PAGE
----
Wednesday – 21st October
Welcome to the 3rd #RealTimeChem Week awards. This year the awards have changed a little this year with some new prizes. All Pt award winners will get a prize this year (a key ring!). Of course, the 3 best tweets of the whole week win an all new fabulous #RealTimeChem Week 2015 branded mug as a prize (rather than aforementioned key ring). For more detail on the prizes and how the awards work see my recent blog post.
This year the awards are once again ordered into Ag (6 winners), Au (4 winners) and Pt (2 winners). Please note that within these categories they are in no particular order.
So without further ado, onto the 2015 awards.
Wednesday. The biggest day of the week for #RealTimeChem so far and also “Back to The Future” day! No really, it was the actual day this time, not one of those bazillion hoaxes that have popped up since the decade turned. From this point on we are living in “the future”. Awards are can be found below.
Rachel makes everyone envious with the fact she gets to play with the best chemistry. All the bangs and explosions!
Was starting to get bored on training course until I remembered I have everyones dream job #RealTimeChem #pyro https://t.co/DrsKBqGynv—
Rachel Coulter (@rusty_roch) October 21, 2015
Andrea’s first experience of fluorescence is this wonderful shade of blue. May it be the first of many!
This dithienosilole is my first fluorescent compound (ambient light vs 365 nm).. and it looks amazing! #RealTimeChem https://t.co/D6327LGENo—
Andrea Vezzoli (@skeja24) October 21, 2015
Noble gases are boring aren’t they? Just sitting around, doing nothing. But plasma balls are awesome as shown by Andres. Ah it’s like the 80s all over again!
Using a plasma ball to make a neon gas filled ampoule glow #myfavouritenoblegas for this #RealTimeChem week https://t.co/NcHUbSRCll—
Andres Tretiakov (@Andrestrujado) October 21, 2015
Lab daily shows off some solid state fluorescence.
Ladies and gentlemen, solid-state fluorescence! #RealTimeChem #colorfulchem https://t.co/e6oKttswTf—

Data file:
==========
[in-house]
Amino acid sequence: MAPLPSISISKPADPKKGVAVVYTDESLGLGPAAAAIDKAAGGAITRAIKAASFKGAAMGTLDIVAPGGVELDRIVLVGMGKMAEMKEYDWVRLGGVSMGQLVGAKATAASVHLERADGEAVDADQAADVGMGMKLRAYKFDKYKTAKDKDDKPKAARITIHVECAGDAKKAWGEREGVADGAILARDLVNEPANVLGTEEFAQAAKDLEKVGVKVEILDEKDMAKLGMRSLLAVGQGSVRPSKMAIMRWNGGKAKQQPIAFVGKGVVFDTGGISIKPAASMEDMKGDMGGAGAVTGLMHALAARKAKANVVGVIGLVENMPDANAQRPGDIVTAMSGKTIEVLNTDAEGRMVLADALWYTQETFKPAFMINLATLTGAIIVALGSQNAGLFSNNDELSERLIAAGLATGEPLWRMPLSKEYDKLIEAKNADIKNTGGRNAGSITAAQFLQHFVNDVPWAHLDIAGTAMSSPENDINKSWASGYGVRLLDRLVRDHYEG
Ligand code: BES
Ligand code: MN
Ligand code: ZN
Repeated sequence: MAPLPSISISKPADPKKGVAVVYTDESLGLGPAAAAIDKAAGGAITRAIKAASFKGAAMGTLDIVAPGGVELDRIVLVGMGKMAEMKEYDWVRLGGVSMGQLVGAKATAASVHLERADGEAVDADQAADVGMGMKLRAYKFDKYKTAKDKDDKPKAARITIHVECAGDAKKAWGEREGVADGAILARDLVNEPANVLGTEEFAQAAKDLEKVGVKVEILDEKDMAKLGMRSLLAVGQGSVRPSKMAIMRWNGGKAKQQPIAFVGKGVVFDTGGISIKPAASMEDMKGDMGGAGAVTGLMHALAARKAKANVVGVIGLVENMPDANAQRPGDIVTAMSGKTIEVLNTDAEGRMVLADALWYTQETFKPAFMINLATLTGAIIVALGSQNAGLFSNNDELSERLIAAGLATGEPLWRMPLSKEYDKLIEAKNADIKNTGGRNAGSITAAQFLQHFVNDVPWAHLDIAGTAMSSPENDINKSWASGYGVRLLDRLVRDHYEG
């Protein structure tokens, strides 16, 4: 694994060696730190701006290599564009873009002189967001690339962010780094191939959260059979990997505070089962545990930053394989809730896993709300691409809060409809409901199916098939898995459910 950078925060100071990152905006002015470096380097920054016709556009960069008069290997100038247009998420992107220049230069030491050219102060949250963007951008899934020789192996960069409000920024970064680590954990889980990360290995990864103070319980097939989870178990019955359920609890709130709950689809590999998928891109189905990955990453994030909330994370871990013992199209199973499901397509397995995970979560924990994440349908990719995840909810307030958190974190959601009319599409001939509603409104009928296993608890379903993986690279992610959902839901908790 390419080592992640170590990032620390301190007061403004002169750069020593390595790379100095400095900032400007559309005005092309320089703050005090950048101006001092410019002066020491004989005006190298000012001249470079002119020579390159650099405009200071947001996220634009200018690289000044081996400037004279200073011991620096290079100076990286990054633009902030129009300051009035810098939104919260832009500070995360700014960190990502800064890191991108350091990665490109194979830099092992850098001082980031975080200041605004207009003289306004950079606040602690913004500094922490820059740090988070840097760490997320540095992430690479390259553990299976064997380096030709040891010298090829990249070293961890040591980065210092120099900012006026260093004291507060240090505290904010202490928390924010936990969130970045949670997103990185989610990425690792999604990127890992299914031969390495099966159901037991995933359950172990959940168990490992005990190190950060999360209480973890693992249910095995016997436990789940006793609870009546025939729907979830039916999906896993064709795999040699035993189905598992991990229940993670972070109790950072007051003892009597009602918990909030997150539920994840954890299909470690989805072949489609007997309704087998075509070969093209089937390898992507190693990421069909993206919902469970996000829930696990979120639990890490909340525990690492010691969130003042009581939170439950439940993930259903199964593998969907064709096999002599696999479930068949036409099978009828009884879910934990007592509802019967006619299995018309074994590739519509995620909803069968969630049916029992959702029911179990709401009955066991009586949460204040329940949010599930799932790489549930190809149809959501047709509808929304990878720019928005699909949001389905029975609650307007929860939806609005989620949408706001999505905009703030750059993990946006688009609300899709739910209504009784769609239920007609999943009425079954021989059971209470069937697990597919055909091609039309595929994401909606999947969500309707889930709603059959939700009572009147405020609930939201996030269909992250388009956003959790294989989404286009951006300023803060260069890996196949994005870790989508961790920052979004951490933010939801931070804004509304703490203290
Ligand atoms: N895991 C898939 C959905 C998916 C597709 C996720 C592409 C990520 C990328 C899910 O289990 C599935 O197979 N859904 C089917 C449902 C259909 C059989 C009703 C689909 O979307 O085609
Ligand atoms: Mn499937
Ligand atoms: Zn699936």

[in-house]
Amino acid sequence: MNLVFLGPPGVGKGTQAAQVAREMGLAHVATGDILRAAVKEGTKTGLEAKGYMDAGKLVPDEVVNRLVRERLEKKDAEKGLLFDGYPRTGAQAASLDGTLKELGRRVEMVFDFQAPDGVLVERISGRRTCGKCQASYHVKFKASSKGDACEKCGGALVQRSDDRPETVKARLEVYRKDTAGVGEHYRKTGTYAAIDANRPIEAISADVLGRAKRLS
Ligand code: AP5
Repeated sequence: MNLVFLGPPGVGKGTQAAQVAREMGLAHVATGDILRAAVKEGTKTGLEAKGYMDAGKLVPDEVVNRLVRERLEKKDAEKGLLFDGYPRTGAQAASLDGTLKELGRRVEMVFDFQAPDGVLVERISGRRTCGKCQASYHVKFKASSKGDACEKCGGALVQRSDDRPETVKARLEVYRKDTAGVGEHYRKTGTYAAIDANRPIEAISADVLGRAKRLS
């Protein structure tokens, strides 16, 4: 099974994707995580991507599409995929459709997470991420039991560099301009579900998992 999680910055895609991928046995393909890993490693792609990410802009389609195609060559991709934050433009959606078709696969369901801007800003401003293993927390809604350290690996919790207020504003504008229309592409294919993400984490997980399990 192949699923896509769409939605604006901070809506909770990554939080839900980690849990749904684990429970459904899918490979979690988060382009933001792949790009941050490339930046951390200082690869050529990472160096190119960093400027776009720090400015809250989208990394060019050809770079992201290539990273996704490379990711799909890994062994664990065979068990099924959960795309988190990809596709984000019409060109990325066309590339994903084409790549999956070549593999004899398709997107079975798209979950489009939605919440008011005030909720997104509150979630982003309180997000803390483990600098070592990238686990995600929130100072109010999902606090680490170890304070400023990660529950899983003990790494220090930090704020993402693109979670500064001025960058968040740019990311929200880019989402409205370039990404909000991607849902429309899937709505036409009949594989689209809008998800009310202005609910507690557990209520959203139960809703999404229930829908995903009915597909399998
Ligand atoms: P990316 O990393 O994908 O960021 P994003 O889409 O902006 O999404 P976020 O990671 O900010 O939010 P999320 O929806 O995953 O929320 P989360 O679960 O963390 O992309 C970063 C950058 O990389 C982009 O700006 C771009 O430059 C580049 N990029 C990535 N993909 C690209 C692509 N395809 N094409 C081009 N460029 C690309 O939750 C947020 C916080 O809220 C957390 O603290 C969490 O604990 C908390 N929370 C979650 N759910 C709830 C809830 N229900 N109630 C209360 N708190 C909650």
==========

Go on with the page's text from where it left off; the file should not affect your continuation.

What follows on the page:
Lab Daily (@TodayInTheLab) October 21, 2015
The 70’s were a groovy time (or so I’m told, I’m not THAT old) and lava lamps were cool. Elisa shows how you can make your very own with alkaseltzer.
#ChemistryDiscovery groovy (alkaseltzer) lava lamps with colleague Hamish Christie and the Water Team #RealTimeChem https://t.co/LXCDA0qJwD—
Elisa Tomat (@elisatomat) October 21, 2015
In answer to your question orgchemby, yes, that’s a little on the unconventional side! But hey if it works, it’s all good!
It is a correct way to weigh substances, isn't it? #realtimechem https://t.co/V2z292mcZn—
Под тягой (@orgchemby) October 21, 2015
Ian was carrying out some catalogue worthy chemistry. As I said at the time, it looks like the kind of reaction that you’d pick up and stare at for no particular reason, sometimes while not wearing any PPE whatsoever with a quizzical expression because you’re doing CHEMISTRY…It’s a nice looking reaction though!
One of the most bizarre reactions I've ever seen. Looks like something out of a glassware catalogue. #RealTimeChem https://t.co/tMFoKDZPwX—
Ian Strutt (@ianstrutt) October 21, 2015
Debbie’s demos continue! This one is a fun way to explain the ideal gas law using liquid nitrogen and balloon animals. Not everyday you write that sentence.
Today's ideal gas law demo: V & T are directly related. Balloon shrinks when cooled with liquid N2. #RealTimeChem https://t.co/GrGXyKPQvg—
Debbie Mitchell (@heydebigale) October 21, 2015
Have you heard about #ACSchemoji yet? You should have and Jessica is making us all jealous with her cool mug!
Don't you wish your coffee mug was hot like mine? #acschemoji #realtimechem https://t.co/annD8jnWxF—
Jessica Morrison (@ihearttheroad) October 21, 2015
The colours keep on coming! Rose having fun with the traffic light reaction.
Traffic light reaction🚦 #RealTimeChem https://t.co/InvFNjITGU—
Rose Gray (@_RoseGray) October 21, 2015
Laura makes the prettiest things! The night sky in a flask. Need I say more. Wonderous! A big favourite of the day.
As pretty as a night sky! Product crystallising out of the reaction mixture #RealTimeChem https://t.co/6g24sEcFwi—
Laura van Laeren (@lauravlaeren) October 21, 2015
Brian shows that you can demonstrate some science using the simplest of things. Flask. Marshmallow. A bit of suction. Fascination ensues.
Marshmallow in a suction flask - Boyle's Law: gas V is inversely related to P. #RealTimeChem #NationalChemistryWeek https://t.co/UhSXxhGYvW—
Brian Wagner (@DrummerBoy2112) October 21, 2015